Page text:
The likelihood, then, is that the Longhorns offer Rasco and wait as long as they need to for him -- along with a top running back and several tackles, he's one of the top priorities in the class and one or both of Hughes and Reed, most likely taking the first one who commits, likely Hughes. It is possible though that if the Longhorns see one or both as eventual defensive tackles, then they could decide to only take one or two defensive tackles from the group of Desmond Jackson, Marquise Anderson, Isaiah Nor, Quincy Russell, and Jordan Wade, among others.
However, Will Muschamp will undoubtedly want a fast edge rusher in the class and that's where things are currently less in focus. One possibility is Houston Memorial's James Rushing, who is having success in his first season playing varsity and has a nice combination of size at 6-5 and speed, reporting a 4.7 40. Playing inside this season at defensive tackle, his first varsity highlights look impressive ($), especially his quickness, but there's not really anything on film to suggest that he can be that elite edge rusher. Rushing may perhaps be a fall-back option then.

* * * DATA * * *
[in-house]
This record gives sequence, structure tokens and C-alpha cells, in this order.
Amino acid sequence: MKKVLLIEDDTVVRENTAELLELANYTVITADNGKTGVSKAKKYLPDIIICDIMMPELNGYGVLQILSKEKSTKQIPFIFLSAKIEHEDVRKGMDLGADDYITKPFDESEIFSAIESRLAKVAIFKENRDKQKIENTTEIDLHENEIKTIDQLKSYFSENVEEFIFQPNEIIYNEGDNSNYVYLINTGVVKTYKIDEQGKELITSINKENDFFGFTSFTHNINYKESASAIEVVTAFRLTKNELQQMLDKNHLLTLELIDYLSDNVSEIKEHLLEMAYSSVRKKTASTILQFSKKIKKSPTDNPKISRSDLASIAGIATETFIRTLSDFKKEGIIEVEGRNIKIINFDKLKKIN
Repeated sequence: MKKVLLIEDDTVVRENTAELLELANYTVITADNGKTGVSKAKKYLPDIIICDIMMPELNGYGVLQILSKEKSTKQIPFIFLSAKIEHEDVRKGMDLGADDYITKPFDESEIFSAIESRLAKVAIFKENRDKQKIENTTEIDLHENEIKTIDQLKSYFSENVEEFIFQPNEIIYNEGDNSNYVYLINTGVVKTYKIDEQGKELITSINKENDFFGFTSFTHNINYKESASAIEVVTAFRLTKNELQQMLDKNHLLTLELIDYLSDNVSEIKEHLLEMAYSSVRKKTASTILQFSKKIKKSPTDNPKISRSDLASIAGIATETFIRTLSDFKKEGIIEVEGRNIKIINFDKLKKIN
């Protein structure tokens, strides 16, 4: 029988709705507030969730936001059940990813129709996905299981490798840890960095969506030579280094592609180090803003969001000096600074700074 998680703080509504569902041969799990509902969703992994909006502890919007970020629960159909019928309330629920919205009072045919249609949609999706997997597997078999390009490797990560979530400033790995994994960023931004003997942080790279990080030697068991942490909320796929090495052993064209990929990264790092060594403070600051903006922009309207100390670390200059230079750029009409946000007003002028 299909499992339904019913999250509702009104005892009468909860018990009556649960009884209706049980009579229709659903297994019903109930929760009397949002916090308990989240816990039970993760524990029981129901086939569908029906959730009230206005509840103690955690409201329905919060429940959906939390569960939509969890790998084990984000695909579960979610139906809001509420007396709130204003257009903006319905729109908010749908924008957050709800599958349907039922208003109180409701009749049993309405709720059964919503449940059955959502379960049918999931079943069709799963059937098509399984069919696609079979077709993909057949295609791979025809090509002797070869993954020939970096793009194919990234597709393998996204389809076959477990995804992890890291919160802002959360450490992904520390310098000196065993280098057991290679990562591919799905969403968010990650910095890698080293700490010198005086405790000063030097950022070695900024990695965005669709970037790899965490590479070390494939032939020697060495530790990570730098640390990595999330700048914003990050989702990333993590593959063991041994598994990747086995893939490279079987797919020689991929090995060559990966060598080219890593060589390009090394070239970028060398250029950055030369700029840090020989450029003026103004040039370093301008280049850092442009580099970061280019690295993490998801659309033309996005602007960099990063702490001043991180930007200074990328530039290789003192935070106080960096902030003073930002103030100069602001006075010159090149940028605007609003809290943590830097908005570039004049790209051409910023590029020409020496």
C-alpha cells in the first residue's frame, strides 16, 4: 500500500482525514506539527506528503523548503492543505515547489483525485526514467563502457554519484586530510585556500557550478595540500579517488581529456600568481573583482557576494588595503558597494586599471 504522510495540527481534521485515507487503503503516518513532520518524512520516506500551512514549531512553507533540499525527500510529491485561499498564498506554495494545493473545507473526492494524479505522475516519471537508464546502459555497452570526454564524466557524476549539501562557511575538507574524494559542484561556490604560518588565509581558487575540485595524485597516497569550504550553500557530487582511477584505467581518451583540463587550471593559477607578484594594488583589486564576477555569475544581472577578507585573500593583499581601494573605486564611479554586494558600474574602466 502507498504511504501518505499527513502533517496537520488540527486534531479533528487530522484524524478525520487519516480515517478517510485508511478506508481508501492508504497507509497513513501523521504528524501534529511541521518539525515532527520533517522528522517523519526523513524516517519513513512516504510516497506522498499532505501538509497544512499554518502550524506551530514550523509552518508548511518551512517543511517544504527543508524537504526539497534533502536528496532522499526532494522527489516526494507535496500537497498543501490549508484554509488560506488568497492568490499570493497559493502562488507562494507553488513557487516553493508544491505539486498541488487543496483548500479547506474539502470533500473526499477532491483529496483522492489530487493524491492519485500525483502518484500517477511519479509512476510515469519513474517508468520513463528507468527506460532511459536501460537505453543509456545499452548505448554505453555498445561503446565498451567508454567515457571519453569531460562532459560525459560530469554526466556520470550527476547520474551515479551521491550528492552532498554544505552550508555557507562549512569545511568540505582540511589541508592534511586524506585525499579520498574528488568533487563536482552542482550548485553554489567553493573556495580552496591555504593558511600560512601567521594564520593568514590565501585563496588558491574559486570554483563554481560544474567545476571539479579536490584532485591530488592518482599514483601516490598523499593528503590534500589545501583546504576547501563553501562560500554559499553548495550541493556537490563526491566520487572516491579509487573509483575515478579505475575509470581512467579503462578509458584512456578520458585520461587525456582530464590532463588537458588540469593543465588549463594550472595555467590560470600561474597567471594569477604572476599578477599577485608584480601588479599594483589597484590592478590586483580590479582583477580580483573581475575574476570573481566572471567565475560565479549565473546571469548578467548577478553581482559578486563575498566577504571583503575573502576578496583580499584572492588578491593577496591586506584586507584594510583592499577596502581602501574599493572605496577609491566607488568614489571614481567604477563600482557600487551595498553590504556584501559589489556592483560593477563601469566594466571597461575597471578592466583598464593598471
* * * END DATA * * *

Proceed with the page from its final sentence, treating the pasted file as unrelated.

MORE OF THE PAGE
A much more intriguing player is Skyline's Anthony Wallace, a hybrid defensive end/linebacker best described as in the mold of Von Miller, A&M's outstanding pass rusher. At 6-2, 220 pounds with 4.55 speed, Wallace is a perfect candidate for the Buck position at Texas and teams around the country have certainly taken notice, as he already reports offers from Oklahoma, LSU, Miami, and Tennessee, among many others -- he will be a top target of many programs. About a month ago Wallace said that he doesn't have any favorites ($) at this point, choosing instead to focus on his junior season, but the concern for Texas is that they've had trouble recruiting Skyline, with Christian Scott being the notable exception and Corey Nelson a notable example. The rumor is that the coaching staff doesn't care for Texas particularly, but that is just a rumor and one that the Longhorns may well test come February when Junior Day invites go out -- it would be a surprise for Wallace not to receive an invitation to the first Junior Day.